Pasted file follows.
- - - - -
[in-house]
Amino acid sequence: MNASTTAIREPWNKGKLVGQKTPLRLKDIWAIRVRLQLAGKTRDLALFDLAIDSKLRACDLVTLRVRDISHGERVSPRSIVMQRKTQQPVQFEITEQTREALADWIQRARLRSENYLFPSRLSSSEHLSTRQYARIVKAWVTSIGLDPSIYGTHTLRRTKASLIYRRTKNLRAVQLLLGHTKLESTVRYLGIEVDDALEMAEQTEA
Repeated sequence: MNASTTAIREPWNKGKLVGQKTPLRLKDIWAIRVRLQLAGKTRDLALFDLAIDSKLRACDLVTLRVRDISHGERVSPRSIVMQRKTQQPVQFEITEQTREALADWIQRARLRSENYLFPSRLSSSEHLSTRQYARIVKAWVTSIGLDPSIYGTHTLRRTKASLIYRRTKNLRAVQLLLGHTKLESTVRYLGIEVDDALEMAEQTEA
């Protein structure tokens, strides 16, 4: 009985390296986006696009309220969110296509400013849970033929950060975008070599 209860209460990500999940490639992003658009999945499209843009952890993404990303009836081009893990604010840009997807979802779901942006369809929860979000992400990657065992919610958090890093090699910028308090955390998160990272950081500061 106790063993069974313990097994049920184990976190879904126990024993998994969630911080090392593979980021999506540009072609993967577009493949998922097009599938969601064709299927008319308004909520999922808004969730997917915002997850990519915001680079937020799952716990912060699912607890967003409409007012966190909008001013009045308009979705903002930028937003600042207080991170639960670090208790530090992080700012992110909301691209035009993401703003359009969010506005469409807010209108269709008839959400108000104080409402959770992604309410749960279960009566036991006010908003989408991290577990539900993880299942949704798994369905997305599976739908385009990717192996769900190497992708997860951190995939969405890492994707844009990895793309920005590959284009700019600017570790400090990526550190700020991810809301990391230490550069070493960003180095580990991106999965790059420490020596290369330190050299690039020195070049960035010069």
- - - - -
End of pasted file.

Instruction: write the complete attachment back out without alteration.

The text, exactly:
[in-house]
Amino acid sequence: MNASTTAIREPWNKGKLVGQKTPLRLKDIWAIRVRLQLAGKTRDLALFDLAIDSKLRACDLVTLRVRDISHGERVSPRSIVMQRKTQQPVQFEITEQTREALADWIQRARLRSENYLFPSRLSSSEHLSTRQYARIVKAWVTSIGLDPSIYGTHTLRRTKASLIYRRTKNLRAVQLLLGHTKLESTVRYLGIEVDDALEMAEQTEA
Repeated sequence: MNASTTAIREPWNKGKLVGQKTPLRLKDIWAIRVRLQLAGKTRDLALFDLAIDSKLRACDLVTLRVRDISHGERVSPRSIVMQRKTQQPVQFEITEQTREALADWIQRARLRSENYLFPSRLSSSEHLSTRQYARIVKAWVTSIGLDPSIYGTHTLRRTKASLIYRRTKNLRAVQLLLGHTKLESTVRYLGIEVDDALEMAEQTEA
């Protein structure tokens, strides 16, 4: 009985390296986006696009309220969110296509400013849970033929950060975008070599 209860209460990500999940490639992003658009999945499209843009952890993404990303009836081009893990604010840009997807979802779901942006369809929860979000992400990657065992919610958090890093090699910028308090955390998160990272950081500061 106790063993069974313990097994049920184990976190879904126990024993998994969630911080090392593979980021999506540009072609993967577009493949998922097009599938969601064709299927008319308004909520999922808004969730997917915002997850990519915001680079937020799952716990912060699912607890967003409409007012966190909008001013009045308009979705903002930028937003600042207080991170639960670090208790530090992080700012992110909301691209035009993401703003359009969010506005469409807010209108269709008839959400108000104080409402959770992604309410749960279960009566036991006010908003989408991290577990539900993880299942949704798994369905997305599976739908385009990717192996769900190497992708997860951190995939969405890492994707844009990895793309920005590959284009700019600017570790400090990526550190700020991810809301990391230490550069070493960003180095580990991106999965790059420490020596290369330190050299690039020195070049960035010069």